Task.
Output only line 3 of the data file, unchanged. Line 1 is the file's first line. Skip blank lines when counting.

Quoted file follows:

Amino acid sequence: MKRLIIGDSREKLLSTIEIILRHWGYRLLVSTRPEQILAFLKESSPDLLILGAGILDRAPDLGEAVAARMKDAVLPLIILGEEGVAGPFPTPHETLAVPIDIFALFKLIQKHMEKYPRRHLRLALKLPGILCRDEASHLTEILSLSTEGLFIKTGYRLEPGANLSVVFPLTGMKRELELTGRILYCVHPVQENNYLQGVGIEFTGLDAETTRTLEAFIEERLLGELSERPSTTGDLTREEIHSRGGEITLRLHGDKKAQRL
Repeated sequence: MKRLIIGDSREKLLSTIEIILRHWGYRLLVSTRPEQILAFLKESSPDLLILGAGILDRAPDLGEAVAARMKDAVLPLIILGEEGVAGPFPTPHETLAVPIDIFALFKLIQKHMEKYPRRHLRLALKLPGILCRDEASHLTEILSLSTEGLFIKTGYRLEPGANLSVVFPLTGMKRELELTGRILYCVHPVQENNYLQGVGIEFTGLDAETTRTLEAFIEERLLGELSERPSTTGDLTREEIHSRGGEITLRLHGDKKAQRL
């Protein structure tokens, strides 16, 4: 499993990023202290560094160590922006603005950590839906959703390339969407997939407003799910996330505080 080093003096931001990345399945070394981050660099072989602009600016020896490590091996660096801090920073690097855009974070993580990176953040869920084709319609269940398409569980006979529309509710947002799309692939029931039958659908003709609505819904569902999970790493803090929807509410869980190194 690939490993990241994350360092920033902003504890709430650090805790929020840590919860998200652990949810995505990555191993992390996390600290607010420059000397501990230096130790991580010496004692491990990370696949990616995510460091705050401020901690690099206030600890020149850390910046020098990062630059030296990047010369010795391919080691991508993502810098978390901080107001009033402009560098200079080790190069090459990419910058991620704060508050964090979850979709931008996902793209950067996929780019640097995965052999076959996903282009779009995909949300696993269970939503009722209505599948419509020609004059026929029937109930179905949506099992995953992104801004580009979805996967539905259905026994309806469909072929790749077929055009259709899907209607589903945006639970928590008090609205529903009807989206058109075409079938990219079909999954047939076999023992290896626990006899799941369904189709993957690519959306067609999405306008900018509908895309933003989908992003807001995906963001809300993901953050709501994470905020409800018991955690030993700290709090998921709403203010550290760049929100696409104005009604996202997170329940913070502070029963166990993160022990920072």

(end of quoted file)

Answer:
């Protein structure tokens, strides 16, 4: 499993990023202290560094160590922006603005950590839906959703390339969407997939407003799910996330505080 080093003096931001990345399945070394981050660099072989602009600016020896490590091996660096801090920073690097855009974070993580990176953040869920084709319609269940398409569980006979529309509710947002799309692939029931039958659908003709609505819904569902999970790493803090929807509410869980190194 690939490993990241994350360092920033902003504890709430650090805790929020840590919860998200652990949810995505990555191993992390996390600290607010420059000397501990230096130790991580010496004692491990990370696949990616995510460091705050401020901690690099206030600890020149850390910046020098990062630059030296990047010369010795391919080691991508993502810098978390901080107001009033402009560098200079080790190069090459990419910058991620704060508050964090979850979709931008996902793209950067996929780019640097995965052999076959996903282009779009995909949300696993269970939503009722209505599948419509020609004059026929029937109930179905949506099992995953992104801004580009979805996967539905259905026994309806469909072929790749077929055009259709899907209607589903945006639970928590008090609205529903009807989206058109075409079938990219079909999954047939076999023992290896626990006899799941369904189709993957690519959306067609999405306008900018509908895309933003989908992003807001995906963001809300993901953050709501994470905020409800018991955690030993700290709090998921709403203010550290760049929100696409104005009604996202997170329940913070502070029963166990993160022990920072």